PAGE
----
Our kind friend Mr. Carroll has come to hasten my departure, and in a very bad humor with me, because I insist on waiting until the large picture of General Washington is secured, and it requires to be unscrewed from the wall. The process was found too tedious for these perilous moments; I have ordered the frame to be broken and the canvas taken out ... It is done, and the precious portrait placed in the hands of two gentlemen from New York for safe keeping. On handing the canvas to the gentlemen in question, Messrs. Barker and Depeyster, Mr. Sioussat cautioned them against rolling it up, saying that it would destroy the portrait. He was moved to this because Mr. Barker started to roll it up for greater convenience for carrying.[42][43]

Popular accounts during and after the war years tended to portray Madison as the one who removed the painting, and she became a national heroine. An 1865 memoir by Jennings stated that she had ordered him to save the painting, and that Jean Pierre Sioussat and a gardener, McGraw, were the ones to remove it from the wall.[44][45] Early twentieth-century historians noted that Sioussat had directed the servants, many of whom were enslaved people, in the crisis, and that they were the ones who actually preserved the painting.[46]

Dolley Madison hurried away in her waiting carriage, along with other families fleeing the city. They went to Georgetown and the next day they crossed over the Potomac into Virginia.[47] When the couple returned to Washington, the White House was uninhabitable and Dolley and James Madison moved into The Octagon House.[48]

In Montpelier (1817–1837)

Madison at the end of her tenure as First Lady in 1817

On April 6, 1817, a month after his retirement from the presidency, Dolley and James Madison returned to the Montpelier plantation in Orange County, Virginia.[49]

In 1830, Madison's son Payne Todd, who had never found a career, went to debtors' prison in Philadelphia and the Madisons sold land in Kentucky and mortgaged half of the Montpelier plantation to pay his debts.[50]

James died at Montpelier on June 28, 1836. He was 85 years old. Madison remained at Montpelier for a year. Her niece Anna Payne moved in with her, and Todd came for a lengthy stay. During this time, Madison organized and copied her husband's papers. Congress authorized $55,000 as payment for editing and publishing seven volumes of the Madison papers, including his unique notes on the 1787 convention.[49]

In the fall of 1837, Madison returned to Washington, charging Todd with the care of the plantation. She and her sister Anna moved into a house, bought by Anna and her husband Richard Cutts, on Lafayette Square. Madison took Paul Jennings with her as a butler, and he was forced to leave his wife and children in Virginia.[51]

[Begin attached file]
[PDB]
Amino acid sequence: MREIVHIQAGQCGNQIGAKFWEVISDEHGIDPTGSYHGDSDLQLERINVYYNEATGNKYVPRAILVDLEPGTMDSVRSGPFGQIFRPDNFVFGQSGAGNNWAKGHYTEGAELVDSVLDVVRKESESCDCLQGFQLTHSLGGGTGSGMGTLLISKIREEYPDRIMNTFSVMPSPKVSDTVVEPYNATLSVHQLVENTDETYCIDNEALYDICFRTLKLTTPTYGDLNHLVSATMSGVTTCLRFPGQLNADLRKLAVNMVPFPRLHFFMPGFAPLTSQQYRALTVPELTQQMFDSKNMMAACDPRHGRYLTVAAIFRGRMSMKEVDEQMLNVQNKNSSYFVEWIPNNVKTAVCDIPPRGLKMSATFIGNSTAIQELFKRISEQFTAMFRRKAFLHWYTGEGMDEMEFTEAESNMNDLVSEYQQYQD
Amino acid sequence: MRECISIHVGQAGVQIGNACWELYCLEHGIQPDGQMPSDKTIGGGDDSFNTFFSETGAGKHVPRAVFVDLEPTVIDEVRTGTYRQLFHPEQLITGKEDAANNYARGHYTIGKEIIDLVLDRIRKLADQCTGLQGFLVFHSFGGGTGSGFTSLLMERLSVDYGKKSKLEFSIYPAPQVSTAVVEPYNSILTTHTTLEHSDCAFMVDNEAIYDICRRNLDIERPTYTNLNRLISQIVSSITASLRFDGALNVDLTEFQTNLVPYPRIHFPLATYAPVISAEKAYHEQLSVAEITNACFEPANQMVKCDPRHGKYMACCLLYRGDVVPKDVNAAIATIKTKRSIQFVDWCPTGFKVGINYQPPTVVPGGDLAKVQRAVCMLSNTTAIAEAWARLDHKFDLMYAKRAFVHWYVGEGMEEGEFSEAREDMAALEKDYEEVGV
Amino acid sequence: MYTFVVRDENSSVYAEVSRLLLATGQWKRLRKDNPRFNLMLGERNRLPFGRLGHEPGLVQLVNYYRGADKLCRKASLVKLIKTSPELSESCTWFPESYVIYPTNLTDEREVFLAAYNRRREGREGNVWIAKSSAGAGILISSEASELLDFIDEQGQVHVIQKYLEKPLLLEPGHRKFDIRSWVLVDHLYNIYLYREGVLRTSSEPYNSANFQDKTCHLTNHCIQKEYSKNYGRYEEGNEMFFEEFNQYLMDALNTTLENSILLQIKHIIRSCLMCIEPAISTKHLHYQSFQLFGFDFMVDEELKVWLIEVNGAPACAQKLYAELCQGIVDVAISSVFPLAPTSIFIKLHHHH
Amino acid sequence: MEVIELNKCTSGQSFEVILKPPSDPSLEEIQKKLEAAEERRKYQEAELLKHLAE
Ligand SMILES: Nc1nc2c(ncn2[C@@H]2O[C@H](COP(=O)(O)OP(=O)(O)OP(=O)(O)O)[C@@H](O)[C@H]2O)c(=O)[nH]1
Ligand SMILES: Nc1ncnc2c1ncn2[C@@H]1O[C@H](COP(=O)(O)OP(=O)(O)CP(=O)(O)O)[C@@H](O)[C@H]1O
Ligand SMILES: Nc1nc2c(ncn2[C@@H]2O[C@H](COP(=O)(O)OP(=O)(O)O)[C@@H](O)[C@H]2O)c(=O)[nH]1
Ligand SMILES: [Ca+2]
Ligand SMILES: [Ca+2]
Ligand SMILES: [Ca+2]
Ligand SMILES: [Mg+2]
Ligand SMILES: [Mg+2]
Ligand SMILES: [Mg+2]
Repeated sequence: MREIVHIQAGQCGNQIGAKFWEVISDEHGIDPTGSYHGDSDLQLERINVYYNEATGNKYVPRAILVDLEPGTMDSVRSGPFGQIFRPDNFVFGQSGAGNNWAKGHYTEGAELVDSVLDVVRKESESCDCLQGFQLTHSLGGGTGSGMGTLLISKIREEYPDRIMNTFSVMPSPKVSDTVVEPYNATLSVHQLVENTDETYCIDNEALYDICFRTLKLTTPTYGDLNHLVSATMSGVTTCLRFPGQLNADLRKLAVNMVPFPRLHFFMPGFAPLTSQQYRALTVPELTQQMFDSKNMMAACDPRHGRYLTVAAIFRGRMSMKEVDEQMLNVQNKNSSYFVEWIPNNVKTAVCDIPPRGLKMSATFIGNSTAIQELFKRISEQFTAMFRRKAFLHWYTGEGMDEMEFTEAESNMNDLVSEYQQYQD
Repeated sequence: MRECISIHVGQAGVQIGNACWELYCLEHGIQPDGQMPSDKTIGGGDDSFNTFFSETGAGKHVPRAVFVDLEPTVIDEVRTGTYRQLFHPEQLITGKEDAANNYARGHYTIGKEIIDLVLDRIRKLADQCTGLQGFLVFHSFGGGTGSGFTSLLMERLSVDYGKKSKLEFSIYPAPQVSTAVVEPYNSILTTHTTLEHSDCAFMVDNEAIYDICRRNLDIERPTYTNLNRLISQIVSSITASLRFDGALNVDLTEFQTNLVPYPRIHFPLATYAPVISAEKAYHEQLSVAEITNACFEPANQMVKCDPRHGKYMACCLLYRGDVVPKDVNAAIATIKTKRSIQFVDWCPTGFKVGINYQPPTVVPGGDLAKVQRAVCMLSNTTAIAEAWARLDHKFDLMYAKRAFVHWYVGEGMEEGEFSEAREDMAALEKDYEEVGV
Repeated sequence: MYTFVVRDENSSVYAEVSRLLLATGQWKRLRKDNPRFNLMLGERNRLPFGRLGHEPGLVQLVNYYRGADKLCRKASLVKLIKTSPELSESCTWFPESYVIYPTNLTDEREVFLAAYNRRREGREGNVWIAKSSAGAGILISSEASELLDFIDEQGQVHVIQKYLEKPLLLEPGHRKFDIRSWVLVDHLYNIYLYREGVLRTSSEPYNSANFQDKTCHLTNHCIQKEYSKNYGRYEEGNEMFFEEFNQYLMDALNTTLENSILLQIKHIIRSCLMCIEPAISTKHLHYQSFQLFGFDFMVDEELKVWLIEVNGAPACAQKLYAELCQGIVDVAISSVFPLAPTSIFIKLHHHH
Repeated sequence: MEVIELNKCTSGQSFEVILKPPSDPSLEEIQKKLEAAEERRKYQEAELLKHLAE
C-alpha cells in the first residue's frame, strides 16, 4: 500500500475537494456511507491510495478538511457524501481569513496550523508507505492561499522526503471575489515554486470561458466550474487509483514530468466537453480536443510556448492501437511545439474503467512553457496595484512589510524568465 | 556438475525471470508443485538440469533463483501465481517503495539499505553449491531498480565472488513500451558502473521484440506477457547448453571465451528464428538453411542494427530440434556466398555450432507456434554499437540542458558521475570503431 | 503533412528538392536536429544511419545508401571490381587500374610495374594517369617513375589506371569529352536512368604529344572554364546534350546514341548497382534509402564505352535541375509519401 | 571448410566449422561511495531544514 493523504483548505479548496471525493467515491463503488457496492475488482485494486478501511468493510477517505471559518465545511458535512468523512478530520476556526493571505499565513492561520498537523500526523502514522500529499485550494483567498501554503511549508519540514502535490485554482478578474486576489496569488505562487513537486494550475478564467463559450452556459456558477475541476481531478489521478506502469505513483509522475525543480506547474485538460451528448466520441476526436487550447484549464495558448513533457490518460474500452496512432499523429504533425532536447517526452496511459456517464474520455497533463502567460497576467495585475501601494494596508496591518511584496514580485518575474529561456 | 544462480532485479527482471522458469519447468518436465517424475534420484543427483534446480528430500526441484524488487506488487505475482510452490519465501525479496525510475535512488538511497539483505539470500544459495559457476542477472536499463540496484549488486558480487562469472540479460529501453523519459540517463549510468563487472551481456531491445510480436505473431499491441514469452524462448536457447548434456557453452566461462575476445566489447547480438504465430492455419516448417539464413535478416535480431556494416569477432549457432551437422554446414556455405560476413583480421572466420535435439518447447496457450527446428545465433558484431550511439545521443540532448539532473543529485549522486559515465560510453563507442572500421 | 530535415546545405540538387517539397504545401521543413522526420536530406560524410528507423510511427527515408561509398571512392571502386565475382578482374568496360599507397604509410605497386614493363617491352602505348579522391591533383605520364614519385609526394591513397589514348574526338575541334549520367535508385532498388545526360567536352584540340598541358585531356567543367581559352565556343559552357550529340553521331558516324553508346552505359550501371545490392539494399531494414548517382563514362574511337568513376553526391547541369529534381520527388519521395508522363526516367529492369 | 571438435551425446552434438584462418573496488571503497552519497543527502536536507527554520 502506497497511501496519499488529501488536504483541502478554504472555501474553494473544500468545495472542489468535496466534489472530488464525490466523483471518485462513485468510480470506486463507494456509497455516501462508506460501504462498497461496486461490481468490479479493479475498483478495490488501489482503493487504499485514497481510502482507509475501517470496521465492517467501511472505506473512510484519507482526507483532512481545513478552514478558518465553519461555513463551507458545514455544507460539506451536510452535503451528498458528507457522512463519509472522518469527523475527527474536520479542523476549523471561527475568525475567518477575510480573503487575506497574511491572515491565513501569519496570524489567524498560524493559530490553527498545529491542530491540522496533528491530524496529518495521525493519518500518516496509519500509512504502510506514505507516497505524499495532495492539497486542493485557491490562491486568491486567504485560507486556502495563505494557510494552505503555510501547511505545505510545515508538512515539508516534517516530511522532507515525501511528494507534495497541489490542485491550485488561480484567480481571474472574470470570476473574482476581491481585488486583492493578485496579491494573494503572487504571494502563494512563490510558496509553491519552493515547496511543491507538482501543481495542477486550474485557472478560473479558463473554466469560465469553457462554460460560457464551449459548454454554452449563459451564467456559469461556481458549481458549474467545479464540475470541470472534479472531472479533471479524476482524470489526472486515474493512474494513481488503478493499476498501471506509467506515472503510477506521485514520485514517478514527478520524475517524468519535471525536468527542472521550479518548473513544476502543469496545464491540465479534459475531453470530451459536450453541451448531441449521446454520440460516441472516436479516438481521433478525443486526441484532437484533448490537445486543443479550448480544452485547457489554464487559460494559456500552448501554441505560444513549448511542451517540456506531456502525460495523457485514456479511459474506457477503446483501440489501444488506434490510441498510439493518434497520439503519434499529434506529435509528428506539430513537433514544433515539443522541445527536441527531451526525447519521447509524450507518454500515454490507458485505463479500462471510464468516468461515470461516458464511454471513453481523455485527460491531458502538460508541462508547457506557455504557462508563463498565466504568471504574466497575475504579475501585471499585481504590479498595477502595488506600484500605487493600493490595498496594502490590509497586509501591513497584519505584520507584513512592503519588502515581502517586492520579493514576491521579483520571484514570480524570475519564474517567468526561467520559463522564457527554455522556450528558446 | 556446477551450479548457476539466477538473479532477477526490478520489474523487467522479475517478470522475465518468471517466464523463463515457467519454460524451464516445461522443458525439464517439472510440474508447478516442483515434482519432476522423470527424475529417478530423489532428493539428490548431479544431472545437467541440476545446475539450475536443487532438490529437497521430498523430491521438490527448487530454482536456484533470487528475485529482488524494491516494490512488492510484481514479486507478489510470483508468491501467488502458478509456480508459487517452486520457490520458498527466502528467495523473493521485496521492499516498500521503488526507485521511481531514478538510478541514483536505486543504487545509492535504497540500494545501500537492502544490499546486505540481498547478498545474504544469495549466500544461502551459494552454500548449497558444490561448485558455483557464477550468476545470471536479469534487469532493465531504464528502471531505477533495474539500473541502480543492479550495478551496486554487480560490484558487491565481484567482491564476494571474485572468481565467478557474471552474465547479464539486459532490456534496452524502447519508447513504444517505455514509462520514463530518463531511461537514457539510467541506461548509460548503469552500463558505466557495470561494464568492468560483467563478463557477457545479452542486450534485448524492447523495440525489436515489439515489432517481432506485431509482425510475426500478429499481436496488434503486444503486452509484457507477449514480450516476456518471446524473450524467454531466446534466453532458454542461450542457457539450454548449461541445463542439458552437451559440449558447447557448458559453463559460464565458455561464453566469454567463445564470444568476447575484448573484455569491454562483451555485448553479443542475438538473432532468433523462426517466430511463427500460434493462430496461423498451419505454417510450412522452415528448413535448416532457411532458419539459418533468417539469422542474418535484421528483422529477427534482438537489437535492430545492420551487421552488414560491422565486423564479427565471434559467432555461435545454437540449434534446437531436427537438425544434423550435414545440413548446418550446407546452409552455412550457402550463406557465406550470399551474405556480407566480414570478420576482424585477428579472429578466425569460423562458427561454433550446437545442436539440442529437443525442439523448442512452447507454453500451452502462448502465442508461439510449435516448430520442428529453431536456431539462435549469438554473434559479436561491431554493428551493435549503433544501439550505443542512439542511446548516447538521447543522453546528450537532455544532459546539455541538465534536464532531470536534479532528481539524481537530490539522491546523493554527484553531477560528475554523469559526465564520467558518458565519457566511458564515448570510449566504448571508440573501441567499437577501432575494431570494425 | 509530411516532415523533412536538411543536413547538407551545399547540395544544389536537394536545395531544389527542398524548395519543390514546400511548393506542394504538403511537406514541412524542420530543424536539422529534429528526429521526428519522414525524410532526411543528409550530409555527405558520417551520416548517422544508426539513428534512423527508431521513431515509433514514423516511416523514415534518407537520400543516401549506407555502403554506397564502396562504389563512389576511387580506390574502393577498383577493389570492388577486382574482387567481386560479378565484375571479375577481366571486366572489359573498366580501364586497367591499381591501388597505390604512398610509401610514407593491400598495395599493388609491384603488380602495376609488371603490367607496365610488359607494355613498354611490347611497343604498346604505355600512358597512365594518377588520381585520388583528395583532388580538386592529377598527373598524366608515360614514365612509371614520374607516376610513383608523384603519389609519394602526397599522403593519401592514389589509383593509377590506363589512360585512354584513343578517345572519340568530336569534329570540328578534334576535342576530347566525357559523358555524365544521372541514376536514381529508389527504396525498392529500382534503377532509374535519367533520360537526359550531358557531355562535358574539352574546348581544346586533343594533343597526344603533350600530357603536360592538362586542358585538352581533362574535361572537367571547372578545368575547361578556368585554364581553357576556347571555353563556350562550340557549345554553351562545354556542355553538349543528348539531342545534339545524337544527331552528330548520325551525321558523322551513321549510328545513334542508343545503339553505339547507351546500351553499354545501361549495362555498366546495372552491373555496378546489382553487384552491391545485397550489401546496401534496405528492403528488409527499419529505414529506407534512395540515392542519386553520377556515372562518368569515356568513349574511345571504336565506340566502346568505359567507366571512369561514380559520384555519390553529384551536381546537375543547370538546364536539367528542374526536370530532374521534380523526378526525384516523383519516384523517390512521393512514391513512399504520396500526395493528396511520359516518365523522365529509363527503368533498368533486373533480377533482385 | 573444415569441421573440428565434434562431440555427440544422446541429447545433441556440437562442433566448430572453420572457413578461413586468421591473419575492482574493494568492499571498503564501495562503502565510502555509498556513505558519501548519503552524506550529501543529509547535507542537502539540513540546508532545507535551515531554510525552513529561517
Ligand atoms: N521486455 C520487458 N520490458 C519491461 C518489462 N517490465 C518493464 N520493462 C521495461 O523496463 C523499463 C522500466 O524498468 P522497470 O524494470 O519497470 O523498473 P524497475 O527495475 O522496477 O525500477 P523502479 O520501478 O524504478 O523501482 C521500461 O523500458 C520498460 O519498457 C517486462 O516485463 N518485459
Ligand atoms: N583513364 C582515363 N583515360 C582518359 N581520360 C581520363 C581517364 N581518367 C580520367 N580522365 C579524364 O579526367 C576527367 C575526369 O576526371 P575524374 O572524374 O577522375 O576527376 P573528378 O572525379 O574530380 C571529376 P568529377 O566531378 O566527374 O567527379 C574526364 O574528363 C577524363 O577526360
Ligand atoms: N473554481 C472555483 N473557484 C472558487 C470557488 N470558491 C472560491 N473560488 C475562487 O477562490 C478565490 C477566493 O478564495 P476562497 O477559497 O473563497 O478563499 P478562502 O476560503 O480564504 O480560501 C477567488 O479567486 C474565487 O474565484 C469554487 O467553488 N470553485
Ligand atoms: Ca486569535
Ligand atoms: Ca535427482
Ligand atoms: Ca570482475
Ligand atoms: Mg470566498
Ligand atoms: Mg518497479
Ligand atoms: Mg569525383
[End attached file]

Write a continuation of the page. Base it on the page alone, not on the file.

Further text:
In Washington (1837–1849)

A daguerreotype of Madison in 1846, by John Plumbe Jr.

While Dolley Madison was living in Washington, Payne Todd was unable to manage the plantation, due to alcoholism and related illness. She tried to raise money by selling the rest of the president's papers, but was unable to find a buyer. Jennings attempted to negotiate purchasing his freedom; she had previously written a will in 1841 which would free Jennings after her death, though not her other slaves.[52] She instead sold him to an insurance agent for $200 (~$6,782 in 2023) in 1846. Six months later, Senator Daniel Webster intervened to buy him from the new owner and gave Jennings his freedom, for which he repaid the senator in work.[52][53] Madison sold Montpelier, its remaining enslaved people, and the furnishings to pay off outstanding debts. Jennings later recalled in his memoir,

In the last days of her life, before Congress purchased her husband's papers, she was in a state of absolute poverty, and I think sometimes suffered for the necessaries of life. While I was a servant to Mr. Webster, he often sent me to her with a market-basket full of provisions, and told me whenever I saw anything in the house that I thought she was in need of, to take it to her. I often did this, and occasionally gave her small sums from my own pocket, though I had years before bought my freedom of her.[54]